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Dealing with Diarrhea

The disconcerting discomfort of diarrhea indicates that an underlying problem has severely hampered the function of your digestive system. It signals that your colon is eliminating waste before the intestinal tract has had time to absorb enough water to make your stool solid. If you have diarrhea, it’s important to get it under control quickly. Aside from the annoyance of frequent, messy bowel movements, persistent diarrhea robs your body of vital fluid, which can cause dehydration, and depletes your supply of electrolytes (minerals necessary for proper heart function).

Every year, Americans make almost two and a half million doctor visits because of diarrhea. If you are one of these unfortunate individuals, the intestinal irritation and increased muscular activity of your bowel may be due to one of a wide variety of causes. Frequently, diarrhea happens as the result of food poisoning that occurs when you ingest food contaminated with harmful pathogens, the most common of which include:

  • E. coli: bacteria that can grow on raw meat, undercooked meat or foods that have come into contact with raw meat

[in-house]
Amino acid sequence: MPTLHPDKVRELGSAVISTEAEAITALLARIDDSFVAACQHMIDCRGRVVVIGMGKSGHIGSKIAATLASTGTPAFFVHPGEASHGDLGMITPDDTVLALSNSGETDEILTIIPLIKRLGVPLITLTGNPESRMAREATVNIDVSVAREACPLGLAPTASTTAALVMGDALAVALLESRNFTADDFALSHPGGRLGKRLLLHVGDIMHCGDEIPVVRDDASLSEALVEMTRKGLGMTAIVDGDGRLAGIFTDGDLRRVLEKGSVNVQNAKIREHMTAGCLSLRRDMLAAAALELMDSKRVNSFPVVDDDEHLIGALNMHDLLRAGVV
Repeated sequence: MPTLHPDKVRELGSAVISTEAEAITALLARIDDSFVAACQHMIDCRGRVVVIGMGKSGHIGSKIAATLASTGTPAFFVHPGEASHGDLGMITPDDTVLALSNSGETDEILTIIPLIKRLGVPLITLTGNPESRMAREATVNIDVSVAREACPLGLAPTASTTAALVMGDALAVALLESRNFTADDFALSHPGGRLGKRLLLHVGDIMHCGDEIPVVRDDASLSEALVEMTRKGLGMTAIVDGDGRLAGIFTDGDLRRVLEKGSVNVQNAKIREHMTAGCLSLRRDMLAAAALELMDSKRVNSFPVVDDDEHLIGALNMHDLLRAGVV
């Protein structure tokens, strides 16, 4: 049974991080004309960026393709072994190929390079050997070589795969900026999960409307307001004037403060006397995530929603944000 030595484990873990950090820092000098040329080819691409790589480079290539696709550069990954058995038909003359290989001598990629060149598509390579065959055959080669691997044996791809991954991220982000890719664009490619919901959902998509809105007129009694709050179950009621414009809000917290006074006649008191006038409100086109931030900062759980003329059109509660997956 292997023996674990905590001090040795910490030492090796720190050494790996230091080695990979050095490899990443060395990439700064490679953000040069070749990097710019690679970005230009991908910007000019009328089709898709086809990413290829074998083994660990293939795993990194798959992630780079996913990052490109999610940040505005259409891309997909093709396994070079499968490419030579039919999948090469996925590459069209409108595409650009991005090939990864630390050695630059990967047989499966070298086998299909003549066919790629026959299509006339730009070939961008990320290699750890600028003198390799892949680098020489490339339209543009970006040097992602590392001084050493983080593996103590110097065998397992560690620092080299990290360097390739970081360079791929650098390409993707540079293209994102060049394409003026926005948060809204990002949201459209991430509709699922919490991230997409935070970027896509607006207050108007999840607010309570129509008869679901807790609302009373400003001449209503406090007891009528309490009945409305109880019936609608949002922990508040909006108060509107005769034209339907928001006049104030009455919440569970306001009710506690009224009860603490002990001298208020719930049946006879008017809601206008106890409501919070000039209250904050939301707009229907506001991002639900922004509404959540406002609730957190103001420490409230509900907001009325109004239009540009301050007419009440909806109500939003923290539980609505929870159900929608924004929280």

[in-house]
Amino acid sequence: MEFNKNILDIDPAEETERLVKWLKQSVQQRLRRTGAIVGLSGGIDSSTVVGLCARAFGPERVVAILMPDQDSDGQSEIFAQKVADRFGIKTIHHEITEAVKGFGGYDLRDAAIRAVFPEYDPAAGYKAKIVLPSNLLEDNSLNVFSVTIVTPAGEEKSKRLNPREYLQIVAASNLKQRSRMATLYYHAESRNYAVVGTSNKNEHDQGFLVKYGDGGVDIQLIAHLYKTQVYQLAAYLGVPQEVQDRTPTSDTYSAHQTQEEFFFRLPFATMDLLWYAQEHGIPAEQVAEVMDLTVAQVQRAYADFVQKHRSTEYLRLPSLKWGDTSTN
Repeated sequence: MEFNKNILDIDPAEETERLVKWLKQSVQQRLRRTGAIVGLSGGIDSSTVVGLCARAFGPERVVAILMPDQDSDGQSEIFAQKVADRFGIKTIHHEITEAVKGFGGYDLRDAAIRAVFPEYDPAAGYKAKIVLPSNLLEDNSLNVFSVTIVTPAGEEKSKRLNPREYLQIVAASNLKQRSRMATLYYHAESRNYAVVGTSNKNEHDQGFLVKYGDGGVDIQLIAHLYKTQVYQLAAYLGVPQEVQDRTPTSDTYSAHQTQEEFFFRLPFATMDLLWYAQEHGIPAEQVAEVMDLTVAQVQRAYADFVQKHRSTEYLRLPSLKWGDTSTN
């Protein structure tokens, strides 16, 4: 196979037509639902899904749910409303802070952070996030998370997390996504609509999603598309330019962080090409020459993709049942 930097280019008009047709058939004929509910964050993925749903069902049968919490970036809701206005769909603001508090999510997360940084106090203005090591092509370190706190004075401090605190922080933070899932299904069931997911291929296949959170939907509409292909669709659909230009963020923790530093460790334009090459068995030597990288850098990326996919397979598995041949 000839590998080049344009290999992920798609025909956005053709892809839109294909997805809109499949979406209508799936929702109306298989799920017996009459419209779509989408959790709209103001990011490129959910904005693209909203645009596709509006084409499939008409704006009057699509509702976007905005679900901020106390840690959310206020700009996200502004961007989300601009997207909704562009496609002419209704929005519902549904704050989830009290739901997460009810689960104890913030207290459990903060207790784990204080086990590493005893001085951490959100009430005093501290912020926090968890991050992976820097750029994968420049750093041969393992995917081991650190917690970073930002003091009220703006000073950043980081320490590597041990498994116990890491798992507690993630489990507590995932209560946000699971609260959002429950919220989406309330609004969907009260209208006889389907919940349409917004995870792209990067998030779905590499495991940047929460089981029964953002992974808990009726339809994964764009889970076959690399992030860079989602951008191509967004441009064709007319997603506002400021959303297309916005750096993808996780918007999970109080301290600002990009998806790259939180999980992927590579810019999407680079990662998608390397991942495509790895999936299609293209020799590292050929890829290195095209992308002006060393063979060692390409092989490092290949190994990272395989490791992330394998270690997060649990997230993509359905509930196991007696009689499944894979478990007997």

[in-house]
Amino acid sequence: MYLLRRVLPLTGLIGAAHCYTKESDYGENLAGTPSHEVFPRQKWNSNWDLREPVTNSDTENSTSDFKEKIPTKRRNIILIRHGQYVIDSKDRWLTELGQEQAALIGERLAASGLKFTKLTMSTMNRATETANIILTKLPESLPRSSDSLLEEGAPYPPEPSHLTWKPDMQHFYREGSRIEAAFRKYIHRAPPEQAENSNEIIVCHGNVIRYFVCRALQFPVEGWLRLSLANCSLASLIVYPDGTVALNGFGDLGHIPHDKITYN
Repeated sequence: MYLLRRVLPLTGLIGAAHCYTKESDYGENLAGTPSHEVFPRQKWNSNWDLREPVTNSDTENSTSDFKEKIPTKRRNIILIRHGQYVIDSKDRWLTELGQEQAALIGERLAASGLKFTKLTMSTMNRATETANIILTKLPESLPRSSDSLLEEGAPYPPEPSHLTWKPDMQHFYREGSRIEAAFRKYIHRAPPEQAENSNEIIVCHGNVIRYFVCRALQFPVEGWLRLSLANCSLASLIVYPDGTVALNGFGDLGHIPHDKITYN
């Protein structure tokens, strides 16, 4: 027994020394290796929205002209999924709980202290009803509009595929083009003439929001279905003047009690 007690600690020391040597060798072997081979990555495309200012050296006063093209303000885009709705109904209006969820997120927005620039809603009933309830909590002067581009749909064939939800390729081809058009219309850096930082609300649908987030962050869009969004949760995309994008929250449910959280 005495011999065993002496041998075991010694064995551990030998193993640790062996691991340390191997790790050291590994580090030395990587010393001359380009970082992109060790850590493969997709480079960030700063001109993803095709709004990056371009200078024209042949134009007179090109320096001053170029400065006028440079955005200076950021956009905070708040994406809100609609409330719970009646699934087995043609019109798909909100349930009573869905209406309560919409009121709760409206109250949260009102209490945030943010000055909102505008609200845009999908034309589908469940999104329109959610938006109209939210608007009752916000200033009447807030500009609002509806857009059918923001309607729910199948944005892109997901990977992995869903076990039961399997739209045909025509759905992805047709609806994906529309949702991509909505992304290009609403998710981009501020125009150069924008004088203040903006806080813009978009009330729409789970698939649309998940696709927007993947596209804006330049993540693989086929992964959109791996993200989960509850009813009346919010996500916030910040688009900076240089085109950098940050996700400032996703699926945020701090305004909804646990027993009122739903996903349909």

• C. botulinum: bacteria that may be found in improperly canned tuna or other canned foods; causes a disease known as botulism
  • Salmonella: bacteria most frequently encountered in raw chicken, eggs, meat, seafood and dairy products
  • Staphylococcus: bacteria that grows on food left at room temperature too long; can be transferred to food from an infected food handler
  • Campylobacter jejuni: the primary cause of bacterial diarrhea in the United States; can be found in poultry and meat - carried by insects

Antibiotic Difficulties

Although antibiotics are typically described to treat bacterial infection, such drugs often contribute to diarrhea symptoms. Up to 20 percent of people who are prescribed antibiotics stop taking them because of diarrhea. The problem is that while antibiotics are meant to kill off infectious bacteria, they can also destroy the beneficial bacteria that live in the gut and work hard to crowd out disease-causing microorganisms.